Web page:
How to Find a Provider

Finding an appropriate provider can be difficult, as discussed here here. When searching for a CBT provider for ADHD, it is helpful to start with identifying providers who specialize in both areas (i.e., CBT and ADHD). If you are looking for a provider for a child or adolescent, you will also want to find a mental health provider with specialized training in this area. As noted, CBT and other behavioral therapies must be adapted to suit a child or adolescent’s developmental level and expressive/receptive speech level.

If you are looking for therapy/counseling, you could search for a provider who is a Licensed Psychologist (doctoral level provider), Licensed Mental Health Counselor (master’s level provider), or Board-Certified Behavior Analyst (master’s or doctoral level provider specializing in ABA therapy), for example. A Board-Certified Behavior Analyst is specifically trained in providing ABA therapy, which focuses on behavior modification noted above and is often used to treat young children or individuals with limited expressive or receptive communication abilities, such as in the case of Autism Spectrum Disorder.

If you are looking for a provider to prescribe medications, we recommend searching for a Board-Certified Child or Adolescent Psychiatrist (if searching for a child or teen) or a Board-Certified Psychiatrist (if searching for an adult). In addition, you will want to find a provider with experience in treating ADHD specifically, as ADHD is a complex Neurodevelopmental Disorder with high rates of comorbidity with other mental disorders.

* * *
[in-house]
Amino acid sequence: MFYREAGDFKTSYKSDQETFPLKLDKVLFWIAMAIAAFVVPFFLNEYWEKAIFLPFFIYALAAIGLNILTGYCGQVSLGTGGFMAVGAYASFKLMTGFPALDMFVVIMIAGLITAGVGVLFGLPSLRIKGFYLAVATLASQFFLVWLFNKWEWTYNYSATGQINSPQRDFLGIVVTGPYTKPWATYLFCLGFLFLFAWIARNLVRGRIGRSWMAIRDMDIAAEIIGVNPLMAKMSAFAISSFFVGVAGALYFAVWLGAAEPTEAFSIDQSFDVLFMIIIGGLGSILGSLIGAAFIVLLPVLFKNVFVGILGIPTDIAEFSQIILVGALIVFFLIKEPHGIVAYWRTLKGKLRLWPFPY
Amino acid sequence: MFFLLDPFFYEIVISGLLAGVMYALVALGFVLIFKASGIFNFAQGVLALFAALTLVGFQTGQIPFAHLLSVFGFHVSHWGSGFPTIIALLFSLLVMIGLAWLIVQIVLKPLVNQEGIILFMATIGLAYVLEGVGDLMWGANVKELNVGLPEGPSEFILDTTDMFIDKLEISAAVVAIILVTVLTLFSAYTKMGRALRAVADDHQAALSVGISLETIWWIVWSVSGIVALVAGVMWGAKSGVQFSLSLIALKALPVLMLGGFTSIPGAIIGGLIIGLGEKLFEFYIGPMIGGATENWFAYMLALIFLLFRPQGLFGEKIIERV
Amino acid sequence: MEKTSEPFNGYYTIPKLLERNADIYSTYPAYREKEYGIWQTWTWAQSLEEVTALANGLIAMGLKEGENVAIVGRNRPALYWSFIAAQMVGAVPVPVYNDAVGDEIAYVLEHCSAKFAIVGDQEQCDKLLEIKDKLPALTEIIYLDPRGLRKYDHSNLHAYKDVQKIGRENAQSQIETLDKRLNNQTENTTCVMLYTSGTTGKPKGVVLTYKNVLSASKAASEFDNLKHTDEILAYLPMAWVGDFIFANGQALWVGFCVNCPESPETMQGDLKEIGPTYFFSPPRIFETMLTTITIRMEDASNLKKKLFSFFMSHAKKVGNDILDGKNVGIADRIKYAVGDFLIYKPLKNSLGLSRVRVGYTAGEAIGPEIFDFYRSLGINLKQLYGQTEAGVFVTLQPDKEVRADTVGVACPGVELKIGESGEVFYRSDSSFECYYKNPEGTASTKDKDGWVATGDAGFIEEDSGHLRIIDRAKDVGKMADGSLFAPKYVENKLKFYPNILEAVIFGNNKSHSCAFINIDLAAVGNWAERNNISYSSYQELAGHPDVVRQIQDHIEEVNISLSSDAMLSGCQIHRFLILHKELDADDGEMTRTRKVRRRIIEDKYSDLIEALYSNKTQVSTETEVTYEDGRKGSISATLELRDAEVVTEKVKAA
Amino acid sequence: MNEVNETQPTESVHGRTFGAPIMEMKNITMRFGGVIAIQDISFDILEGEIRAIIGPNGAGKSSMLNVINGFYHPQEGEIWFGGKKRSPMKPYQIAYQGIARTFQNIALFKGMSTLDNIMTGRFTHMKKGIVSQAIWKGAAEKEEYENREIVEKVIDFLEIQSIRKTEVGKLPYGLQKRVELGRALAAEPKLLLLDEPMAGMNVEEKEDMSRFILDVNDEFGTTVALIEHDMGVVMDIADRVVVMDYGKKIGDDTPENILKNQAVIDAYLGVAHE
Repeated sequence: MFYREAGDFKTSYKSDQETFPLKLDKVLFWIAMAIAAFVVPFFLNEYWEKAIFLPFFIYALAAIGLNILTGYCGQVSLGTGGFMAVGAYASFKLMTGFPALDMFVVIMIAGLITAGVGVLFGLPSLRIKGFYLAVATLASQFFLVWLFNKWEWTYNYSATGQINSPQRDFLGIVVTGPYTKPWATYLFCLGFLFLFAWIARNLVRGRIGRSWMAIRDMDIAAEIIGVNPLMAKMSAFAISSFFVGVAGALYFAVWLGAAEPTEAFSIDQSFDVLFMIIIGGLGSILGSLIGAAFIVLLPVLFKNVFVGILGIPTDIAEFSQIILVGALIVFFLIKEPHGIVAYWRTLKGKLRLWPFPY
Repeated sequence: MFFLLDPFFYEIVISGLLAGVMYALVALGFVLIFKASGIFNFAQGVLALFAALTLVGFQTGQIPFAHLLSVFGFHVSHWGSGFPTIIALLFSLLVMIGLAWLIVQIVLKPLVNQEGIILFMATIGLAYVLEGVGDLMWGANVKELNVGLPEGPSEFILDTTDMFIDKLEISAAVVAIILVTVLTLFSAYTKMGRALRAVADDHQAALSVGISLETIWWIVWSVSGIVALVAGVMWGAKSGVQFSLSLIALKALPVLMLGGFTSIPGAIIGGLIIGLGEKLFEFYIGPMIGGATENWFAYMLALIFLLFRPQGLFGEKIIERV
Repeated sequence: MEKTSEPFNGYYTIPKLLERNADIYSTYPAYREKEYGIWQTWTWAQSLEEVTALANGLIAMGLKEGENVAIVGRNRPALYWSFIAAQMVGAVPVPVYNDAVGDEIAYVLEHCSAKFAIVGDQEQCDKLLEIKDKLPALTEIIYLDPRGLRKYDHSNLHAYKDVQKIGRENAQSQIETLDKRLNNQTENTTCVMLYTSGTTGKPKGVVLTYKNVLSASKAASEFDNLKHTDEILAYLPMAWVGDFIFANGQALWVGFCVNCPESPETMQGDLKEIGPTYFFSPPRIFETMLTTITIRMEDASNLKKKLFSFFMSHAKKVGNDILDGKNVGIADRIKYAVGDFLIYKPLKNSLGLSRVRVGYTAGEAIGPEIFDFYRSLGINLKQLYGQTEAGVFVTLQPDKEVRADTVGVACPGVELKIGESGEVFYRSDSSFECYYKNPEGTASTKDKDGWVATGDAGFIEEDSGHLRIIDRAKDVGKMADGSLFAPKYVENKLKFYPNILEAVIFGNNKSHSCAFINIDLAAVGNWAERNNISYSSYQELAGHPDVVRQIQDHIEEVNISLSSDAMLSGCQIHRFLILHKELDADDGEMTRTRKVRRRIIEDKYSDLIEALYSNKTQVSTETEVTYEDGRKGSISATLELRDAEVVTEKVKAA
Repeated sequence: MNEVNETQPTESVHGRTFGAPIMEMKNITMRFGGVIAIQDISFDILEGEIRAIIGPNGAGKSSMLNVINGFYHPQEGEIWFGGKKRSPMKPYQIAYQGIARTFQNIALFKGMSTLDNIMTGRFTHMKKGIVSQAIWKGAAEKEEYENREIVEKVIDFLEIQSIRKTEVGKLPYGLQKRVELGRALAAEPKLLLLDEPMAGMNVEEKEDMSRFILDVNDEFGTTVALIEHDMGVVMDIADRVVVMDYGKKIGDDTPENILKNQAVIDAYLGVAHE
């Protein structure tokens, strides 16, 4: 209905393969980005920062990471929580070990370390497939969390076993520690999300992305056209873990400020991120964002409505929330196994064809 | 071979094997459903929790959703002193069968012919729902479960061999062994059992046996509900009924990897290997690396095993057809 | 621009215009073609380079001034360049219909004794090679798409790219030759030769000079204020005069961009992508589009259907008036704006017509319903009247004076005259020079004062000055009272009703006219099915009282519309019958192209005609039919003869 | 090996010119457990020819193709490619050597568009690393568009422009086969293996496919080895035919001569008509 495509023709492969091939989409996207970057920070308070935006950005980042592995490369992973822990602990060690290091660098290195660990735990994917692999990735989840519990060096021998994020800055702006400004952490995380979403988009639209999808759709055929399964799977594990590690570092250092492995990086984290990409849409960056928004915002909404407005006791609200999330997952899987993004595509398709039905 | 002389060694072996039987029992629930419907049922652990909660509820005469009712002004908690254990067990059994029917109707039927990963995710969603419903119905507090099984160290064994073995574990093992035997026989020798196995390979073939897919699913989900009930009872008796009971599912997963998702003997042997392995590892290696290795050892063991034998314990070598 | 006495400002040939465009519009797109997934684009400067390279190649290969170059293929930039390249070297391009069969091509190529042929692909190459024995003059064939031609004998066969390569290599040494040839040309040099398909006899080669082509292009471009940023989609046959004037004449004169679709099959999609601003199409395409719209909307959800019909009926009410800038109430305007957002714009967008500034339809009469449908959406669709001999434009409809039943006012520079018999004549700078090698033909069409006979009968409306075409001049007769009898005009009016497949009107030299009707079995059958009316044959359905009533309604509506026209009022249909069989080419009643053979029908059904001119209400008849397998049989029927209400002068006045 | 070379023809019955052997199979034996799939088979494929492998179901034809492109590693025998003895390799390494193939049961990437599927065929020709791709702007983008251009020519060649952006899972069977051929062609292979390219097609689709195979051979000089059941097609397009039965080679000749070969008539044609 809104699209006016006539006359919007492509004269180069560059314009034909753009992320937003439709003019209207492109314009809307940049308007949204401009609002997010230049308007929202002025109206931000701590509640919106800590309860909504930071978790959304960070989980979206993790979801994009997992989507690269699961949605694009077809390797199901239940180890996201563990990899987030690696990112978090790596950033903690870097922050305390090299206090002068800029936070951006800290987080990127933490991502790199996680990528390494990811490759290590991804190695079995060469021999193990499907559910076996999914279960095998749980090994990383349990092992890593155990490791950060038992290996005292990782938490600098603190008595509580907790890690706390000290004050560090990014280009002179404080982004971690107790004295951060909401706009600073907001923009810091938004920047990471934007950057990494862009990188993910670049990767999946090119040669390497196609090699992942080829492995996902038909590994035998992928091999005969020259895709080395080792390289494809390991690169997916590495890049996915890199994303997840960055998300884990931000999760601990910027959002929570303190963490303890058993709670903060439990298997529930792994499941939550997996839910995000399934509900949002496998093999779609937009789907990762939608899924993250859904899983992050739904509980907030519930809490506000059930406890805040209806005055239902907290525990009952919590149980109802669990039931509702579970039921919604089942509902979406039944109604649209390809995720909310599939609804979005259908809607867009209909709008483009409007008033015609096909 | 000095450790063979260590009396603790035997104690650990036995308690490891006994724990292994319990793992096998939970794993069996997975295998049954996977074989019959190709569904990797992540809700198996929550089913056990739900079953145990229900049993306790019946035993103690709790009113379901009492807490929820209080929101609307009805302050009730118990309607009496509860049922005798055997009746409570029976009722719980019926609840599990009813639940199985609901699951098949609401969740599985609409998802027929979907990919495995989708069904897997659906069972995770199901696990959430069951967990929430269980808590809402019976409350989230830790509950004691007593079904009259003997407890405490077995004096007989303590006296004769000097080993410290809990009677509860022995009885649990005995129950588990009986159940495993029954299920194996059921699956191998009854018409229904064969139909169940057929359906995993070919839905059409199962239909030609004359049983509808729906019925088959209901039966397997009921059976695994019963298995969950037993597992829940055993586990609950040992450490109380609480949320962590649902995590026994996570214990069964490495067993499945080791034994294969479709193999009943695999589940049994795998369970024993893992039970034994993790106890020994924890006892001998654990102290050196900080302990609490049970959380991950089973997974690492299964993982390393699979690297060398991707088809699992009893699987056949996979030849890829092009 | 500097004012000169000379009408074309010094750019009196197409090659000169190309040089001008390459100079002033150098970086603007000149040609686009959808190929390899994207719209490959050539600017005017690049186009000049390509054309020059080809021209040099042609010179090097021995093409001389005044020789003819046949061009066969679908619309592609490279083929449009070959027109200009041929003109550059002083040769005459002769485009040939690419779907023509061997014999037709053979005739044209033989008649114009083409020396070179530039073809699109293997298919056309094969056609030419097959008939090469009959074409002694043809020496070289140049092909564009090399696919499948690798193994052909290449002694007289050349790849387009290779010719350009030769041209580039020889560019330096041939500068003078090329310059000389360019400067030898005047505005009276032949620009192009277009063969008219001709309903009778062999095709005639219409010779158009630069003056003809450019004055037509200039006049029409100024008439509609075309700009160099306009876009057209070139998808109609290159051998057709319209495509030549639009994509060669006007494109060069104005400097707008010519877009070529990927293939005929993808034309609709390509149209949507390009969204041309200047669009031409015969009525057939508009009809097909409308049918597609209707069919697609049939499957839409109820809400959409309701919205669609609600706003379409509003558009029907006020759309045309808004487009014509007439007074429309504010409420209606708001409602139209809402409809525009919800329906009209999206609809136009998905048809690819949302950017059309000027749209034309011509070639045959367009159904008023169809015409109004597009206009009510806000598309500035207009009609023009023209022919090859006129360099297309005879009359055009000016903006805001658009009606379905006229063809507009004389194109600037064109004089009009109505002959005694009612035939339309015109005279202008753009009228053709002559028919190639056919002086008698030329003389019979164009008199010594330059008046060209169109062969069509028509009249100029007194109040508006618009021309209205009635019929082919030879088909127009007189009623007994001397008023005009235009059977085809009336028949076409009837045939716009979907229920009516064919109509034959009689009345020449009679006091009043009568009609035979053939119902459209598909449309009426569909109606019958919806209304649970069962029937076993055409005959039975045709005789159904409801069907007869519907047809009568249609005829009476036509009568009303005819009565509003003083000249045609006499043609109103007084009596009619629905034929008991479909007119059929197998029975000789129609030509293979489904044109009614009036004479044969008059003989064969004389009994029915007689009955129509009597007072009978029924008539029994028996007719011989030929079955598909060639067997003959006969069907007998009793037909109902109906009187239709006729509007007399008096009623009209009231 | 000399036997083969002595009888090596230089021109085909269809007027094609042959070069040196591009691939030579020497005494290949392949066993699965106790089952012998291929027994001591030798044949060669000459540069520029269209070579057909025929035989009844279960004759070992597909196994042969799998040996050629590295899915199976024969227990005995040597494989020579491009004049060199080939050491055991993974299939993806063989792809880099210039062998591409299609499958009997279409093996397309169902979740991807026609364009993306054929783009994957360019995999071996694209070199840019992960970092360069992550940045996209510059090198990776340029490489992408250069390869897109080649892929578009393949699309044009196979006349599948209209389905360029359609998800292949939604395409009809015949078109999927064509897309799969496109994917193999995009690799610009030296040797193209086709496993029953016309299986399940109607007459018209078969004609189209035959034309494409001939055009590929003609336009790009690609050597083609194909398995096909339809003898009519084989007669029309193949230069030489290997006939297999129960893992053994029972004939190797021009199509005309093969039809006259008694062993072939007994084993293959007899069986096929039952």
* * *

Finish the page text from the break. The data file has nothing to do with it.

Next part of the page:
If you or a loved one are struggling with ADHD, know that treatment options are available. The sooner you seek treatment, the more likely greater treatment gains will occur. For more information on this topic, we recommend the following articles:

https://www.healthline.com/health/adhd/treatment-overview#therapy-and-training

https://www.mayoclinic.org/diseases-conditions/adhd/diagnosis-treatment/drc-20350895

https://icpstampa.com/what-to-do-if-your-child-or-teen-has-adhd-tampa/

References

Chiu, A. W., Langer, D. A., McLeod, B. D., Har, K., Drahota, A., Galla, B. M., Jacobs, J., Ifekwunigwe, M., & Wood, J. J. (2013). Effectiveness of modular CBT for child anxiety in elementary schools. School Psychology Quarterly, 28(2), 141–153. https://doi.org/10.1037/spq0000017

Fabiano, G. A.; Pelham Jr., W. E.; Coles, E. K.; Gnagy, E. M.; Chronis-Tuscano, A.; O’Connor, B. C. (2008). “A meta-analysis of behavioral treatments for attention-deficit/hyperactivity disorder”. Clinical Psychology Review. 29(2): 129–40. doi:10.1016/j.cpr.2008.11.001. PMID 19131150.

Kofler, M.J., Irwin, L.N., Soto, E.F. et al. Executive Functioning Heterogeneity in Pediatric ADHD. J Abnorm Child Psychol 47, 273–286 (2019). https://doi.org/10.1007/s10802-018-0438-2

Oud, M., de Winter, L., Vermeulen-Smit, E., Bodden, D., Nauta, M., Stone, L., … Stikkelbroek, Y. (2019). Effectiveness of CBT for children and adolescents with depression: A systematic review and meta-regression analysis. European Psychiatry, 57, 33–45. http://doi.org/10.1016/j.eurpsy.2018.12.008